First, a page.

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Winter's SADness
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Photo: Studiomill
There once was a queen who was normally compassionate and kind, but each winter, she fell into a deep melancholy. She would cry for no reason, and she couldn’t eat or sleep. She summoned her wisest advisors to explain the cause of her condition, but to no avail. Finally, the royal gardener slowly approached her throne. “Come into my garden, Majesty, and I will disclose your dilemma.” The queen was so desperate; she did as she was bid. 

When she went out to the garden for the first time in weeks, she noticed that the vivid colors of summer had faded, and the garden seemed bare, but it was no less beautiful in its solitude. “Majesty, it is not your body or your mind that is ailing,” said the gardener. “It is your soul that is in need of healing. For while you are a mighty and powerful queen, you are not Divine. Earthly souls ebb and flow in sorrow and joy according to the seasons. These are the days to look within for warmth and light. Embrace the ebb, my queen, and do not fear the darkness. For as the night follows day, the light will return with the spring.” The unhappy queen considered this wisdom thoughtfully and asked the gardener how he possessed the secret knowledge of inner peace during the seasons of emotion. The gardener led her to a brass sundial. It read: This too, shall pass.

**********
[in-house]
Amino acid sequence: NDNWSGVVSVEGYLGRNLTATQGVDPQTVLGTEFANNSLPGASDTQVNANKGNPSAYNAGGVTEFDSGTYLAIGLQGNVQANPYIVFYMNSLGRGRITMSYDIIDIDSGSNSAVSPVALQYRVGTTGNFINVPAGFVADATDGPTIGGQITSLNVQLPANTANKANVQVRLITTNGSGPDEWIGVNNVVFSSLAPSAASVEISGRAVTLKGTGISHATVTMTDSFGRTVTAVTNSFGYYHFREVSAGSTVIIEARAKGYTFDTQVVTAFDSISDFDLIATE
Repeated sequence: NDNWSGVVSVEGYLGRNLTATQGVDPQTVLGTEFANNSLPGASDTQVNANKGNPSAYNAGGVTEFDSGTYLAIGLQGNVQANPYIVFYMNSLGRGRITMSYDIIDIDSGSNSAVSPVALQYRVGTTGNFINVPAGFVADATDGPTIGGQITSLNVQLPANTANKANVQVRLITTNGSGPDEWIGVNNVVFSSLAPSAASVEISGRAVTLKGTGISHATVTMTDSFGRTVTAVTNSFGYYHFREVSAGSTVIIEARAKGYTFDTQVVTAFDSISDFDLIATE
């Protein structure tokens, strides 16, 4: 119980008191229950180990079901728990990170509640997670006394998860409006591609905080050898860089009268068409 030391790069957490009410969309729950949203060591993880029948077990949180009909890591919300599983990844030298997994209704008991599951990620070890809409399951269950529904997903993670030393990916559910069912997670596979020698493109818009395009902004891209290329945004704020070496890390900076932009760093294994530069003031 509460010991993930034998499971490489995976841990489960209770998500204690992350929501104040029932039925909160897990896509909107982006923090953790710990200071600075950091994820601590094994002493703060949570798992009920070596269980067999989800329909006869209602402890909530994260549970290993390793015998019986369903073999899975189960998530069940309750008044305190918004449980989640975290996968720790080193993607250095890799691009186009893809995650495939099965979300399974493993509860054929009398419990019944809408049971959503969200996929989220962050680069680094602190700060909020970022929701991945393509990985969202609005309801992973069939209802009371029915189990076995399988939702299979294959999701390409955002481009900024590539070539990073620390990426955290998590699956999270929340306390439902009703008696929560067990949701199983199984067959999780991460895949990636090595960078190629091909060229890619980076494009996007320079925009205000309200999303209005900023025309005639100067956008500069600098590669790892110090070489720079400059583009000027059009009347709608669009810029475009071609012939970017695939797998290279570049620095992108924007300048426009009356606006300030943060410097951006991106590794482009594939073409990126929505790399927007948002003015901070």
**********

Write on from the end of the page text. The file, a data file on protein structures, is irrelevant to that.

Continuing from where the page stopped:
New Perspective

According to Norman, E. Rosenthal, M.D., twenty-five million Americans experience the effects of winter depression, also called Seasonal Affective Disorder (SAD). The lack of sunlight and warmth during the winter months can cause us to feel discouraged or down. We move from the busy brightness of December, with its color and glow, right into January, which feels barren and lifeless by comparison. This winter, take the time to treat yourself to a new perspective:
 
  • When you take down your holiday decorations, make sure you replace them with something special. For example, why not purchase a bouquet of white roses to adorn your mantle. Or you infuse your kitchen or bedroom with bright bursts of color to help alleviate the starkness of winter.
     
  • Use the fresh start of a new year to do some organization and cleaning, which will make you feel better about yourself and your surroundings. 
     
  • Purchase a new day planner, take it to a restaurant or coffee shop, and fill it in while you enjoy a hot cup of tea or chocolate. 
     
  • Cook a pot of chili or soup and bake a loaf of bread. Then invite someone special to enjoy it with you. The smell and taste will warm your tummy and spirit. 
     
  • Browse through gardening catalogs and plan your ideal spring garden.  
Take time to embrace the ebb of the seasons, and when the chill of winter begins to lift and you see the sunlight of a new season, you will find yourself asking, “Could it be spring already?”

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By Diana Hardin. Copyright © 2014 by GraceNotes. All rights reserved. Use of this material is subject to usage guidelines.

References: Rosenthal, Norman D. Winter Blues. Guilford Press. 2005


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